The Fundamentals of Education

A Socratic Perspective on
the Cultivation of Humanity

by Max Maxwell and Melete

Page 6

The Labor Cost of
Academic and Artistic Talk

Why is the propagation of artistic commentary through artistic influence any less negative than the secondary and tertiary academic commentary that Steiner loathes so much? A simple reflection on the physics of human expression will move us towards an answer to this question. According to Steiner, "Anything can be said and, in consequence, written about anything....Every other human instrument and performative capability has its limitations". (Steiner, p. 53) It takes more work to produce Hamlet as a performed play than to talk about said performance. It takes more of a person's attentive work energy over the course of a life to make themselves able to write a symphony worth talking about than it does to talk about one's opinion of the symphony in a review. Even a quality reviewer (academic or otherwise), who may have spent much of her attentive work energies engaging music in a way that puts her closer to the artist, will still spend less energy on writing the review than the composer spent writing the symphony.

Those who create works of art worth talking about must spend significant energy, but those who have only words with a mouth to speak or a keyboard to write can endlessly propagate the cycles of talk in a labor cost efficient fashion that vastly exceeds the human capacity to artistically create and perform. Thus it is that "of the making of books on books and books on those books there is no end". Talking about the talk about talk is very efficient. It is simple physics that binds artistic creation and performance to be more costly in terms of the human labor needed to manifest art and allows academic talk to bloom so freely. This is not to say that academic writing does not take real work. However, the ergonomic efficiency of a work environment that focuses on talk, particularly with academia's tremendous capacity to self-reference through footnotes and bibliographies, will out produce artistic creation most of the time.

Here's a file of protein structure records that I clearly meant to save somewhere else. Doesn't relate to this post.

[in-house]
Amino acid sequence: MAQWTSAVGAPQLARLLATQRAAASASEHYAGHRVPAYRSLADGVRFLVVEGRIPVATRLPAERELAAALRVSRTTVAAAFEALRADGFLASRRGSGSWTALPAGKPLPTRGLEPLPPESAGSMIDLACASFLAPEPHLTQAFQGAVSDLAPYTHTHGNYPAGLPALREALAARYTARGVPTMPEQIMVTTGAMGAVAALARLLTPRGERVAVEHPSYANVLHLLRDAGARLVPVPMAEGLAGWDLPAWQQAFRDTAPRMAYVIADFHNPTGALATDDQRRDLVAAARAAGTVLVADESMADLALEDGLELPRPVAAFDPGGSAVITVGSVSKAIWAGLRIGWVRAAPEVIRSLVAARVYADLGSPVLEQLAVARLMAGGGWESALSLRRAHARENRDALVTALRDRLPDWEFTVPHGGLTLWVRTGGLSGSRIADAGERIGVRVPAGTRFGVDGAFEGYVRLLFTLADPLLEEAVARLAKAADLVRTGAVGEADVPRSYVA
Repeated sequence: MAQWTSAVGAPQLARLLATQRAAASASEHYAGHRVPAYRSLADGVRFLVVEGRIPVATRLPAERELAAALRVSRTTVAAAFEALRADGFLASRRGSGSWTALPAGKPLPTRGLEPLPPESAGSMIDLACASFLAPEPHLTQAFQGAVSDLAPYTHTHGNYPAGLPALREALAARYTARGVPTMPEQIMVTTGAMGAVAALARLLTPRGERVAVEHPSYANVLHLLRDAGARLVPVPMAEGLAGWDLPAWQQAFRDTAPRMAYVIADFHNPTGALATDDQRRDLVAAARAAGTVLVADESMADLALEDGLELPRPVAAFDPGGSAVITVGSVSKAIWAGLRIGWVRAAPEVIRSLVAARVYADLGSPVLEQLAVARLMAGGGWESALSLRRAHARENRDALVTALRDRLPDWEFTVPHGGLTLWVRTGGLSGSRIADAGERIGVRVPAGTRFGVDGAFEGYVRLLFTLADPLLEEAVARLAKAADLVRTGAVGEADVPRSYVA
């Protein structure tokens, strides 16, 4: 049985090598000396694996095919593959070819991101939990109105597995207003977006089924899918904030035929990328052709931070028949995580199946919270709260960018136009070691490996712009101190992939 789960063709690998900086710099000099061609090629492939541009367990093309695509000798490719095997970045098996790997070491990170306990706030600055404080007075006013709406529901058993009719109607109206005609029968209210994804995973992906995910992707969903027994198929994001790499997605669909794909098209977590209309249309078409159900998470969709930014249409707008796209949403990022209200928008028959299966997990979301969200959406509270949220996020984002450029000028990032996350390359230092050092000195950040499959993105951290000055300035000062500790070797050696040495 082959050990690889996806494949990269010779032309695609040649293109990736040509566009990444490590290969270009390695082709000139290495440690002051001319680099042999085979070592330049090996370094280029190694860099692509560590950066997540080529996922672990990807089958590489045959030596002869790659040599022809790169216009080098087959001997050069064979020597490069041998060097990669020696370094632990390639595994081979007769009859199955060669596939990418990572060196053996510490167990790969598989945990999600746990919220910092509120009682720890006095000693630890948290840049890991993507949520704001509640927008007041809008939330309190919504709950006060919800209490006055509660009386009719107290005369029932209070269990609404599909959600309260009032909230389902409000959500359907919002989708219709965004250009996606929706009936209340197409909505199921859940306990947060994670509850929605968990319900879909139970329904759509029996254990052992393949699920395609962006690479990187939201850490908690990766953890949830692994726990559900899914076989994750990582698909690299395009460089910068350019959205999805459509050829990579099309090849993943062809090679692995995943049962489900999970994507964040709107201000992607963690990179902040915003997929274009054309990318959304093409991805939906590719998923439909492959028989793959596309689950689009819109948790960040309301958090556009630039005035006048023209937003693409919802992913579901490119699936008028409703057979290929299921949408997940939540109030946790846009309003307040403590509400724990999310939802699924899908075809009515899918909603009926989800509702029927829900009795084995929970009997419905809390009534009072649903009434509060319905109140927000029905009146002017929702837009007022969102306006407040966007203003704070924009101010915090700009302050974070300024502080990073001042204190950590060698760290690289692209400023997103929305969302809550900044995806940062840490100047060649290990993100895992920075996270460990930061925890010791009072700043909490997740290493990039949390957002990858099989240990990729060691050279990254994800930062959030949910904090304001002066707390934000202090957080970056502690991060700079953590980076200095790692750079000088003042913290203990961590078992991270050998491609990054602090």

This idea of the value of comparing the amount of labor in artistic creation/performance v.s. academic writing is connected to the most extraordinary exaggeration in Real Presences. At the beginning of Part II, The Broken Contract, Steiner starts speaking of language in infinite terms. He speaks of language as having no conceptual or projective finality, and of there being no grammatical constraints to what we can say. It is my view that we are stunningly limited in our ability to conceive and speak. Language does have enough unwieldy complexity and enough easily accessible possibilities of expression to take Steiner's point seriously. It is that this exaggeration is connected to what appears to be a false hierarchy of the value of the primary republic over the secondary city, of artist over academic, that first called me to question the unwieldy complexity of Steiner's speaking in Real Presences.

Steiner's Real Presences deals with the issues of meaning in language and art in a way that communicates a flavor of the opposing ideas of the counter-Platonic republic of the primary v.s. the secondary city. Whether this was Steiner's rhetorical intent or if the language of Real Presences just makes it easy for the reader to construct this flavor, his book makes it very easy to feel a hierarchical tension between the primacy of artistic creation/performance/reception of art and the secondary character of the jargon filled, self-referencing, abstractions of the academy. His writing takes the reader by the hand to see a value (whether reader constructed or of authorial intent) of the artist over the academic. One of the significations in this is the comparative amount of labor given to the creation of art and academic talk.

That many academics put as much energy into their commentary as an artist makes this criterion not very useful to me. Even Steiner grants exceptions of admittance to the republic of the primary. In spite of such exceptions, it is true that much of the standard secondary derivative wordsmithing that populates a lot of academic writing does fit this criticism in full. For a significant amount of academic writing, talk is cheaper than the artistic creations talked about. My ability to connect with the flavor of the value of the artist over the academic and to tell the difference between the republic of the primary and the secondary city was further damaged when I started reading Real Presences through my own artistic experiences. The first of these experiences I will discuss is my experience of interpreting a Rachmaninoff composition.